The International Monetary Fund (IMF) has stated that conditionality helps countries solve balance of payments problems without resorting to measures that harm national or international prosperity.
According to the Bretton Wood Institution, when a country borrows from the IMF, the government agrees to adjust its economic policies to overcome the problems that led it to seek financial assistance.
“These policy adjustments are conditions for IMF loans and help to ensure that the country adopts strong and effective policies”, it said in a statement.
In addition, the Fund said the measures aim to safeguard IMF resources by ensuring that the country’s finances will be strong enough to repay the loan, allowing other countries to use the resources if needed in the future.
“Conditionality is included in financing and non-financing IMF programs with the aim to progress towards the agreed policy goals”, it added.
Furthermore, the Fund said member countries including Ghana that borrow from the IMF have primary responsibility for selecting, designing, and implementing policies to make their economic programme successful.
The programme is described in a letter of intent, which typically includes a memorandum of economic and financial policies for more detailed description of the policies.
Again, its objectives and policies depend on a country’s circumstances.
It explained that the overarching goal is always to restore or maintain balance of payments viability and macroeconomic stability while setting the stage for sustained, high-quality growth. For low-income countries, there is an additional objective of reducing poverty.
How does the IMF assess conditionality?
The indicative targets, which are flexible numerical trackers, may be set for quantitative indicators to help monitor progress in meeting a program’s objectives.
Heightened uncertainty and limited capacity may also justify greater use of indicative targets under certain circumstances.
It added that as uncertainty is reduced, these targets may become QPCs, with appropriate modifications.
They include ceiling on the general government wage bill, ceiling on domestic arrears and ceiling on government borrowing from the central bank.
These are steps a country agrees to take before the IMF approves financing or completes a review. They ensure that a program will have the necessary foundation for success.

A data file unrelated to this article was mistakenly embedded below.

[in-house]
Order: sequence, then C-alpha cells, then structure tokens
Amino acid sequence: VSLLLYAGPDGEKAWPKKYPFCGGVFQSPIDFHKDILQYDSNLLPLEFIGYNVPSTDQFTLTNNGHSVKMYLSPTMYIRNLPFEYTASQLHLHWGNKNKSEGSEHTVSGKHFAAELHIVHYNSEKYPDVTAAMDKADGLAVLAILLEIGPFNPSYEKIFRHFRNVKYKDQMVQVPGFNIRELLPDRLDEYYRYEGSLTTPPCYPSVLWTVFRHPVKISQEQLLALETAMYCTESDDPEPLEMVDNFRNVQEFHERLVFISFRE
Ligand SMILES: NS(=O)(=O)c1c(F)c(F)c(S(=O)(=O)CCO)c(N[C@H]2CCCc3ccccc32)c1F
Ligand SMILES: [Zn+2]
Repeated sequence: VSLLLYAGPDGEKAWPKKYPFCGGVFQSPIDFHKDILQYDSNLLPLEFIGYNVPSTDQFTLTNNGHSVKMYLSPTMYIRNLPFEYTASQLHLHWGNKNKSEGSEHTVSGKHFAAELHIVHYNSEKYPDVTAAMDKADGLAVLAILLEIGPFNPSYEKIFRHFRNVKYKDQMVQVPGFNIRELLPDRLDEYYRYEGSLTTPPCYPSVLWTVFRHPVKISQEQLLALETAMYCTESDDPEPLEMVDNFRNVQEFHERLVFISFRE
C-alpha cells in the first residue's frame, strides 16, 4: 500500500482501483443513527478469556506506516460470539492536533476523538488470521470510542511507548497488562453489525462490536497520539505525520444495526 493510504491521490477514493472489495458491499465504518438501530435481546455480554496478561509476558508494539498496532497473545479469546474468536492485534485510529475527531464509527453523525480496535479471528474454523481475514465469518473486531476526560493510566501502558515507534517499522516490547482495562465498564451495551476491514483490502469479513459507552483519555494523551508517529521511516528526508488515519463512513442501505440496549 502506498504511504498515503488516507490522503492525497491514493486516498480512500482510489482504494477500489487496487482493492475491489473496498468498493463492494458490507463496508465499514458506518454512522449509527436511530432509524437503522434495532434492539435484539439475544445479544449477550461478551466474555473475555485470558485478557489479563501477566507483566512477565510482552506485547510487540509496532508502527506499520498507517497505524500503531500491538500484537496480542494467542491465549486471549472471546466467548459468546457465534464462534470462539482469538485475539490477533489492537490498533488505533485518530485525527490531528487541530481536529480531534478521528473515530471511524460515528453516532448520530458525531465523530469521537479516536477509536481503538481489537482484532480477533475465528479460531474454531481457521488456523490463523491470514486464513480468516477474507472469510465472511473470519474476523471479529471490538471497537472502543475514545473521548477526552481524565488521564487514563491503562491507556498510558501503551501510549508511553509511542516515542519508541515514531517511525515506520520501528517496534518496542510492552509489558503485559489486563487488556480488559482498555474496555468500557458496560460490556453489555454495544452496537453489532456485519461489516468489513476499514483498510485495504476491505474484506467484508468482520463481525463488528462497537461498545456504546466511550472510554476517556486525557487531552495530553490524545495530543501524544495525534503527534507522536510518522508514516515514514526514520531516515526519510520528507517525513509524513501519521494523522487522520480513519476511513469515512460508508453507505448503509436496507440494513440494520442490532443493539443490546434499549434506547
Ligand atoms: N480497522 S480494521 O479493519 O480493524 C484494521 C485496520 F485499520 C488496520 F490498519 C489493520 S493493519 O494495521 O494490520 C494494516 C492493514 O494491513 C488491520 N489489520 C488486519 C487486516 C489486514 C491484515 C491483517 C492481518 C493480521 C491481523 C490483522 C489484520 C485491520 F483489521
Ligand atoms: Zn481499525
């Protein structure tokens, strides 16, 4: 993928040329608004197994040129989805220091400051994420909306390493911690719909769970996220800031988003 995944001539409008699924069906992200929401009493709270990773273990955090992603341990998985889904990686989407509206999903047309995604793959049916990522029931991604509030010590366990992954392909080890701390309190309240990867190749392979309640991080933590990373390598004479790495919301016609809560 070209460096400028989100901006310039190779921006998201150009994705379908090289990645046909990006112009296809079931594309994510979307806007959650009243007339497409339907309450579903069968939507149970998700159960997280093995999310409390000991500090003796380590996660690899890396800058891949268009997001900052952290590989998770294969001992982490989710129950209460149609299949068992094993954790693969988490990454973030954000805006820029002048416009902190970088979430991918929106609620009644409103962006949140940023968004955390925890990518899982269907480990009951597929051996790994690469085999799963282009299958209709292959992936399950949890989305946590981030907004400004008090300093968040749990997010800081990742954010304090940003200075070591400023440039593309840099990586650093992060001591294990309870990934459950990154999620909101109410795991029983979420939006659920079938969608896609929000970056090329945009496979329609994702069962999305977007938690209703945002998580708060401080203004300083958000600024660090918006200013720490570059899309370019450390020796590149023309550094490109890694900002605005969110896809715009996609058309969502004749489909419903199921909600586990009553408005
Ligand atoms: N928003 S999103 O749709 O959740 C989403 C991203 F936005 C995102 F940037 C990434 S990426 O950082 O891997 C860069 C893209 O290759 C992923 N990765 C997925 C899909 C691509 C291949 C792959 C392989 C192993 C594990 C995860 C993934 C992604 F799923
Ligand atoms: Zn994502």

They are fiscal revenue measures, clearance of external arrears, governance reform and banking sector restructuring plan.
Quantitative performance criteria (QPCs)
These are specific, measurable conditions for IMF lending that always relate to macroeconomic variables under the control of country authorities.
Such variables include monetary and credit aggregates, international reserves, fiscal balances, and external borrowing.
Examples are ceiling on new public guarantees, ceiling on external debt and ceiling on public sector external arrears.
These are reform measures that often cannot be quantified but are critical for achieving programme goals and used as markers to assess program implementation.
They are strengthening tax administration, improve fiscal transparency, improve anti-corruption and rule of law and reform State-Owned Enterprises (SOEs) and their governance.
The IMF Executive Board periodically conducts programme reviews to assess whether the programme is on track or needs to be adjusted in light of new developments.
If a country misses a QPC condition, the IMF Executive Board may approve a waiver if it is satisfied that the programme will still succeed. This may be because the deviation was minor or temporary or because national authorities are taking corrective actions.
Missed structural benchmarks and indicative targets do not require waivers but are assessed in the context of overall program performance.
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